Thursday, February 17, 2011

Washington's Heights

The following is the first in series of posts about Denzel Wasington, part of a larger project on Hollywood Actors as Historians. --JC
 Roger Ebert didn’t much like the 1998 movie Fallen. Nothing unusual about that; as the reigning dean in the dwindling ranks of movie reviewers – in these days of disappearing newspapers and proliferating blogs, everyone’s a critic – Ebert routinely, though always respectfully, expressed disappointment. What was somewhat more surprising was Ebert’s disappointment with Denzel Washington. Ebert was among the first to recognize Washington’s tremendous potential. Back in 1989, he praised Washington’s performance in the-now obscure movie The Mighty Quinn as “one of those roles that creates a movie star overnight.” Ebert went on to say that Washington acted in an effortless way that reminds me of Robert Mitchum, Michael Caine, or Sean Connery, “able to play a hero and yet not take himself too seriously.” He would go on to render similar praise many times in subsequent years, on two occasions stating that Washington movies had brought him to tears (and one of those occasions emphasizing how rarely this happens).
But Ebert was not moved by Fallen, a supernatural serial killer movie in which Washington plays Detective John Hobbes (that’s Hobbes as in Thomas Hobbes, the 17th century English philosopher that argued that life was “nasty, brutish, and short”) who fights the satanic soul escaped from the body of a serial killer and now moves from person to person around him. Washington, Ebert wrote, “is convincing as a cop, but perhaps not the best choice for the role of Hobbes, which requires more of a noir personality. There's something essentially hopeful and sunny about Washington, and the best noir heroes encounter grim news as if they were expecting it. There should be, at the core of the protagonist in any noir story, guilt and shame, as if they feel they deserve their fate. Washington plays Hobbes more like a conventional hero, and doesn't internalize the evil.”

No one was more aware of this sunny perception of the actor than Washington himself, who took active steps to change it. His performance of a rogue cop in the 2001 movie Training Day won him an Academy Award as Best Actor, no doubt in part because Academy voters were aware of what an artistic stretch it was. In 2007, he gave a performance of decided moral ambiguity in American Gangster, embodying the role of the real life Frank Lucas, who ran a hugely successful business as a Harlem heroin importer before turning police informant. Ebert, respectful of both performances, was not enchanted with either of them. He thought Washington’s role in Training Day was so over-the-top in its villainy as to strain credulity.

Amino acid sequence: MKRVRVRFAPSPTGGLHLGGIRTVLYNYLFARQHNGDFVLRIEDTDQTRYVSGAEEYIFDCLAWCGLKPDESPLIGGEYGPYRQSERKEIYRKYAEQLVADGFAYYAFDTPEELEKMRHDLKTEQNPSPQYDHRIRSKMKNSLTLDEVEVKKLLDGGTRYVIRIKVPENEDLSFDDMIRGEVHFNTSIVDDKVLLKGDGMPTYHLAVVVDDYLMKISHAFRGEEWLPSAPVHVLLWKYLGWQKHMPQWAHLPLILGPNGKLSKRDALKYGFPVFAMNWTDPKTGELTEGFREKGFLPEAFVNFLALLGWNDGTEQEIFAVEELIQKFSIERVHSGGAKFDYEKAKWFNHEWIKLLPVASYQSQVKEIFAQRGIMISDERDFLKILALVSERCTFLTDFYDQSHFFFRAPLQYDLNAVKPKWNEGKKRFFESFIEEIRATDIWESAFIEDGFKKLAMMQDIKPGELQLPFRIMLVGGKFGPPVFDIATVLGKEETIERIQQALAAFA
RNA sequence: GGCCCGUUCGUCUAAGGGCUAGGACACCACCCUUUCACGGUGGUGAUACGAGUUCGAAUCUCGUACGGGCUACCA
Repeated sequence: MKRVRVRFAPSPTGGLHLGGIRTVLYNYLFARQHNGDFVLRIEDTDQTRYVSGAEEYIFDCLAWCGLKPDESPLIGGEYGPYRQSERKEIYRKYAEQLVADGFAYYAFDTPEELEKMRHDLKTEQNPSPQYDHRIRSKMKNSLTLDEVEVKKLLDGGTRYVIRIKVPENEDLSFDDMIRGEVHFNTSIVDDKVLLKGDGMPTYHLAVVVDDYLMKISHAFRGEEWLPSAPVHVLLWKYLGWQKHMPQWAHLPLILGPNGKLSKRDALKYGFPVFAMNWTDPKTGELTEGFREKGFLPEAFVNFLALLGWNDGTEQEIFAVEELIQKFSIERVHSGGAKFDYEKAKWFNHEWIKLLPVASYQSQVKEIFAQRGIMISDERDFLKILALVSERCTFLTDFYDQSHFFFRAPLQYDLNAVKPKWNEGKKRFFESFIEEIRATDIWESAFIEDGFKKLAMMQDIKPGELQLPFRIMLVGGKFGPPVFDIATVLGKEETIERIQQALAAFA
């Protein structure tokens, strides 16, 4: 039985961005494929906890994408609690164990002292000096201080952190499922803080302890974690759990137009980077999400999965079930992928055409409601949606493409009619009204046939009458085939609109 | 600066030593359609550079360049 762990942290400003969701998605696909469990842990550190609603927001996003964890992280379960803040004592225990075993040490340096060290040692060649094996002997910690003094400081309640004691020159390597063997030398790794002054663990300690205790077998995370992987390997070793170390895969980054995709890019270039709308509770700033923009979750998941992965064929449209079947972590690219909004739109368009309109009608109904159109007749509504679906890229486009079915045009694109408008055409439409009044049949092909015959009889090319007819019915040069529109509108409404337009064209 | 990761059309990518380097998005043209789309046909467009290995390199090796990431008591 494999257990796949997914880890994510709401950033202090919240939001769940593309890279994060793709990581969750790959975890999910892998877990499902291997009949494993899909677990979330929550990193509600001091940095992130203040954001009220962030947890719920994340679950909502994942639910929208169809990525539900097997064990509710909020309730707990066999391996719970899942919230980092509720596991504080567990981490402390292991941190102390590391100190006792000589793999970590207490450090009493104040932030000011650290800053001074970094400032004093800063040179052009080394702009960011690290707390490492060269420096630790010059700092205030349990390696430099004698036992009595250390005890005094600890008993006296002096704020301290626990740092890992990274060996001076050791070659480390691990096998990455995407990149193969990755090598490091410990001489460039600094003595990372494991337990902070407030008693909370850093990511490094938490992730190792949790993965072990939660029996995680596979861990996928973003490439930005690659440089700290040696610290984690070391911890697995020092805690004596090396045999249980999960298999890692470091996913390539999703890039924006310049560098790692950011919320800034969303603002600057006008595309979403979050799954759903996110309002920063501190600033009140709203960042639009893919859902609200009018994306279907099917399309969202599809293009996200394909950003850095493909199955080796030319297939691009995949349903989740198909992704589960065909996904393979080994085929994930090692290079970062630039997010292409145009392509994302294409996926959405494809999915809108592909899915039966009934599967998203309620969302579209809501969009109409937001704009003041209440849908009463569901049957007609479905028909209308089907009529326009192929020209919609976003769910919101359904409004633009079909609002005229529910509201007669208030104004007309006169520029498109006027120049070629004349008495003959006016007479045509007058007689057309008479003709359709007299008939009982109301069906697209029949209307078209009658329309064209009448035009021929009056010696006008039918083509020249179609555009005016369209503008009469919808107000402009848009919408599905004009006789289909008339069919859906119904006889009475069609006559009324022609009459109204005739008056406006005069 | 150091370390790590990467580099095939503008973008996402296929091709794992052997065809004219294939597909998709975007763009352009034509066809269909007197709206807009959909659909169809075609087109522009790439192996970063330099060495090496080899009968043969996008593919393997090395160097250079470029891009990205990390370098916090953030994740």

Making allowances for Washington’s genuine achievements in such roles, and in Ebert’s capacity to recognize that an actor can grow or simply defy earlier characterizations, I still believe the critic’s characterization of “something essentially hopeful and sunny about Washington” rings true. Even when he plays tortured souls, like the fierce Malcolm X or defiant Hurricane Carter, an undeniable glow of charisma flickers close to the surface of these characters. Washington can’t entirely hide his likeability, and the attempt to do so only makes him more compelling.
And it’s this core disposition, much like Katherine Hepburn’s irrepressible intelligence, or Humphrey Bogart’s hard-boiled virtue, that can explain much of Washington’s durable appeal as a movie star. Which is incontestable: In the annual Field Harris Poll for America’s Favorite Movie Star, Washington placed in the top ten every year of this century (including three years in a row at #1 between 2006 and 2008). In 2003 he attained the rarified status of commanding a $20 million for a single picture to appear in as a small-town Florida police chief in Out of Time. Washington has appeared in 39 feature films in the thirty years since his debut in Carbon Copy in 1981, to speak nothing of television appearances or celebrated stage roles like leads in Shakespeare’s Julius Caesar in 2005 or August Wilson’s Fences in 2010. To watch him be interviewed by Charlie Rose, which the generally reclusive star has done a number of times in the last decade, is to be struck by a tremendous magnetism that draws its paradoxical appeal from its very unpretentiousness.

There is the small matter that Washington happens to be a black man. There is a long – and troubling – history of American love affairs with a certain kind of genial, unchallenging black actor, like Bill “Mr. Bojangles” Robinson or Hattie McDaniel. The last great archetypal figure in this regard was Sidney Poitier, who struggled with an ambivalence about being a white person’s notion of an acceptable black person for much of his career. In some respects, Washington is a direct cinematic heir of Poitier’s; indeed it was Washington who presented Poitier with a lifetime achievement award at the 2002 Oscar ceremonies, the very night Washington himself took home a statuette for Training Day. (In something of a trifecta, Halle Berry also won an Oscar for her performance in Monster’s Ball.) “Forty years I've been chasing Sidney, they finally give it to me, what'd they do?” They give it to him the same night!” Washington joked in his acceptance speech. “I'll always be chasing you, Sidney. I'll always be following in your footsteps. There's nothing I would rather do, sir.”